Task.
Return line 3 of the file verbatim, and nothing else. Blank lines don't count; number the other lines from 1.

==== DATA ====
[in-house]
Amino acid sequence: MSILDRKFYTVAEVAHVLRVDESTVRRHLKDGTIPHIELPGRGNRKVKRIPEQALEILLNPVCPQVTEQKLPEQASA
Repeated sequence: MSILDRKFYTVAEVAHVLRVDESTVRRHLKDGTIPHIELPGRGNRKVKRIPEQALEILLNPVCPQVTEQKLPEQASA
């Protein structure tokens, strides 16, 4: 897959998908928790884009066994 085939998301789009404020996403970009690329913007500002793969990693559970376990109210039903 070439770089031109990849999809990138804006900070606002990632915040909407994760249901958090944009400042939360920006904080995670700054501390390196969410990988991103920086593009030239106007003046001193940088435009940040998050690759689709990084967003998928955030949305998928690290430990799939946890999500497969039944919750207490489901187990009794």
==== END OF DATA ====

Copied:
Repeated sequence: MSILDRKFYTVAEVAHVLRVDESTVRRHLKDGTIPHIELPGRGNRKVKRIPEQALEILLNPVCPQVTEQKLPEQASA